The European Commission has published yesterday its plan to deliver justice, freedom and security to citizens in the next four years.
Here are 3 of the 10 concrete actions included in the plan which will be of interest for readers of this blog:
4. More legal certainty for international marriages
Following an EU proposal to allow international couples to choose which country’s law applies to their divorce (IP/10/347, MEMO/10/100), the Commission will make a similar proposal this year on which law will apply when it comes to the division of couples’ property during these proceedings (legislative proposal, 2010).
5. Less administrative burdens for citizens
Europeans who want to get married, adopt a child or change their civil status should not face additional administrative burdens if they are outside their home country. For example, a Finnish woman who falls in love with a man from the UK would have to submit a certificate of no impediment from the UK to get married. The UK does not provide such documents. To avoid these kinds of situations, the Commission will propose a law for the mutual recognition of certain civil status documents (legislative proposal, 2013).
6. Helping businesses to operate cross-border
If companies are to invest and operate cross-border, they need to have trust in Europe’s Single Market – especially in today’s economic context. At present, companies only recover 37% of cross-border debts while more than 60% of cross-border debts cannot be enforced. To address this problem and stimulate the incentive to do business cross-border, the Commission will propose legislation on a European “attachment” of bank accounts. This measure will ensure that money that is owed does not disappear (legislative proposal, 2010).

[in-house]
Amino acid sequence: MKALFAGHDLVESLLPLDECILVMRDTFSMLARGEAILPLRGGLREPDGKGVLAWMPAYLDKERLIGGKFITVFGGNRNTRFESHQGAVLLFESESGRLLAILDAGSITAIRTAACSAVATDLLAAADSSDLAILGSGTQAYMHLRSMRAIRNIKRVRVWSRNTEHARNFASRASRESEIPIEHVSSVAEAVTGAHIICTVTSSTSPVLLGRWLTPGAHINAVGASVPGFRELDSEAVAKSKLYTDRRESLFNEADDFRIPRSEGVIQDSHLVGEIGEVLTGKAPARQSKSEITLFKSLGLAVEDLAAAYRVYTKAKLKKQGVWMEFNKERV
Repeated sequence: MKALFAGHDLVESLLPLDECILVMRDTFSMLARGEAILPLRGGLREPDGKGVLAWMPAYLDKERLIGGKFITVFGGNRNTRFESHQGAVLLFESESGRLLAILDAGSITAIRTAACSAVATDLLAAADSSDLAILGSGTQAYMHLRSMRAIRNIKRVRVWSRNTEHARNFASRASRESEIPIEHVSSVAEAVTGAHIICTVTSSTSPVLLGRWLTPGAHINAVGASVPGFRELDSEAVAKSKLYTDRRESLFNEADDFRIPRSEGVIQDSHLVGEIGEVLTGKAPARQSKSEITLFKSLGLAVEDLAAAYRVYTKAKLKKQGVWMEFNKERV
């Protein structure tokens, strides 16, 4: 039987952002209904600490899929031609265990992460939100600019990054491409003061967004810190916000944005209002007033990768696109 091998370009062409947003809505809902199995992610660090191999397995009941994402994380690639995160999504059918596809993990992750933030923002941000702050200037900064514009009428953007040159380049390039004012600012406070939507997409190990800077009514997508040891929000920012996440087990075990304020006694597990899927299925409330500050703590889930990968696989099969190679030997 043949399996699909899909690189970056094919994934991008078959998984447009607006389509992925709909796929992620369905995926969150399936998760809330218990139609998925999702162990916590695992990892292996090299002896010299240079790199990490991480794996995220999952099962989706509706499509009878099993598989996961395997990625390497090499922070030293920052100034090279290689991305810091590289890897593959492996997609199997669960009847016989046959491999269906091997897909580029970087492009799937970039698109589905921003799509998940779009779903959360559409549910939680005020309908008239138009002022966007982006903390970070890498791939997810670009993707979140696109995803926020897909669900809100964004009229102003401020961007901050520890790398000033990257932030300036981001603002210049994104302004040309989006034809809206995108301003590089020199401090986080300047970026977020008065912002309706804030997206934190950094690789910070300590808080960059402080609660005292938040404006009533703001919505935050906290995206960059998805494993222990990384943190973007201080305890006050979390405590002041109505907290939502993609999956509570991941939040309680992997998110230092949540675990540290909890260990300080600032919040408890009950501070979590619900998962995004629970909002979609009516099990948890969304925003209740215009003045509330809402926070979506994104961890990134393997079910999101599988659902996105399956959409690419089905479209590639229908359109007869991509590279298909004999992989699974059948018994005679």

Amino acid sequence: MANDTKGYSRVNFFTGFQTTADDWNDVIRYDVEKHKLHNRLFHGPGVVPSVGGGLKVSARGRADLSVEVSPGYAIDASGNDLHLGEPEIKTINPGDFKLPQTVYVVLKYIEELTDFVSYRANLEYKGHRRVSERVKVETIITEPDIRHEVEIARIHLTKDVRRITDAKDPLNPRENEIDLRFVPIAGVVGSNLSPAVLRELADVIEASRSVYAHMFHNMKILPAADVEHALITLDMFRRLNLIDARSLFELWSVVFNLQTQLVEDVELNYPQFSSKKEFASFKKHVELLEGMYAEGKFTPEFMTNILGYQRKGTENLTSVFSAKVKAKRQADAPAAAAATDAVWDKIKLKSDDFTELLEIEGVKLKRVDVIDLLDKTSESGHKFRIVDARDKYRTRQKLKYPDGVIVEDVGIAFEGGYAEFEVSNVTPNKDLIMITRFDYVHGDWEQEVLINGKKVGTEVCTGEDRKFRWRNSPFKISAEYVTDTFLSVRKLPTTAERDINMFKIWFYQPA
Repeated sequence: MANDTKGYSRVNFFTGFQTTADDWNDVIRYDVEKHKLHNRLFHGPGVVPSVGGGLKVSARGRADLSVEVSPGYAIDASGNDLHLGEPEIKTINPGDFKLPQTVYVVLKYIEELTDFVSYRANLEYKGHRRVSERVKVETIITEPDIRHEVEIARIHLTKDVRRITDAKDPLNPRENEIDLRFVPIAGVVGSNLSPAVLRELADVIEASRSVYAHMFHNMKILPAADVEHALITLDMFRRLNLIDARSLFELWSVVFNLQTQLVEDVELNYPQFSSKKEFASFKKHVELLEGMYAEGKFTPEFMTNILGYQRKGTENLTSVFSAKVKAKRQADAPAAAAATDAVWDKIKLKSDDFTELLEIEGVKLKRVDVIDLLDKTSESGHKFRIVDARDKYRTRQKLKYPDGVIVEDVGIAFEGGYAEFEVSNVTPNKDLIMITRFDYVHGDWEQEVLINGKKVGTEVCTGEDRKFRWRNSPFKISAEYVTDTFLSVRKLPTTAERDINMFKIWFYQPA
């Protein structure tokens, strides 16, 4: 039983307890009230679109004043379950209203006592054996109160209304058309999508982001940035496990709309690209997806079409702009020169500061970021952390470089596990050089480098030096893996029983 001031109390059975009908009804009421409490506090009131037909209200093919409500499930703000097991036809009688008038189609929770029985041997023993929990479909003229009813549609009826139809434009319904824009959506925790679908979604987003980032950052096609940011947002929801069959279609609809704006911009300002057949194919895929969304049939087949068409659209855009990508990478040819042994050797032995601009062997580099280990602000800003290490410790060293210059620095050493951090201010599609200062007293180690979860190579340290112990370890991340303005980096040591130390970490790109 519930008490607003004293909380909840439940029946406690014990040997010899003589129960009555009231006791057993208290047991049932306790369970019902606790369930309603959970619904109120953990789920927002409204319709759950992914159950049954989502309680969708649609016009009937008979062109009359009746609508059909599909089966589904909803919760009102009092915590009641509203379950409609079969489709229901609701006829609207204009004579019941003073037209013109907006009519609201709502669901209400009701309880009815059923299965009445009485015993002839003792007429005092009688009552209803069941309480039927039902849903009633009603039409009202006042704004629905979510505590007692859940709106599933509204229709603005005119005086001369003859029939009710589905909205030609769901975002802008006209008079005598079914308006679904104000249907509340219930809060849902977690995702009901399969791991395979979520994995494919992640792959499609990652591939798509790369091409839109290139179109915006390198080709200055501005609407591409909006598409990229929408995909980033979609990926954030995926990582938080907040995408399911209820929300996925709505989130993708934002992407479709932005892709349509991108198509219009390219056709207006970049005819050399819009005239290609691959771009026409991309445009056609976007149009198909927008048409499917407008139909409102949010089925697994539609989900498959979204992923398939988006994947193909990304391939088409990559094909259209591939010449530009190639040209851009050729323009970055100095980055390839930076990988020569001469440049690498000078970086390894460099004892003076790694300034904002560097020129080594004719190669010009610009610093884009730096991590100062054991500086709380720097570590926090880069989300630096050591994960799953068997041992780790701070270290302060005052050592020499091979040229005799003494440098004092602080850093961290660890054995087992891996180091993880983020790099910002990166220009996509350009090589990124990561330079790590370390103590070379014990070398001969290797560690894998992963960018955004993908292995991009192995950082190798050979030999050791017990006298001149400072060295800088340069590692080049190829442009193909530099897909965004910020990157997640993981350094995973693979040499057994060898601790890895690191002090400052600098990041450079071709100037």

Legal certainty is crucial for motivating businesses to do commerce across borders. If you know the rules of the country where you would like to do business, you will be much more willing to offer your services/goods rather than studying different 27 regimes. These 27 contractual regimes will remain. The Commission is preparing an additional and optional contract law instrument – something similar to the US Uniform Commercial Code. Companies could then choose to apply this instrument to their contractual relations – no matter in which EU country they have their business (Communication, 2010).
The full text of the Communication of the Commission can be found here.
Thanks to Lea Salvini for the tip-off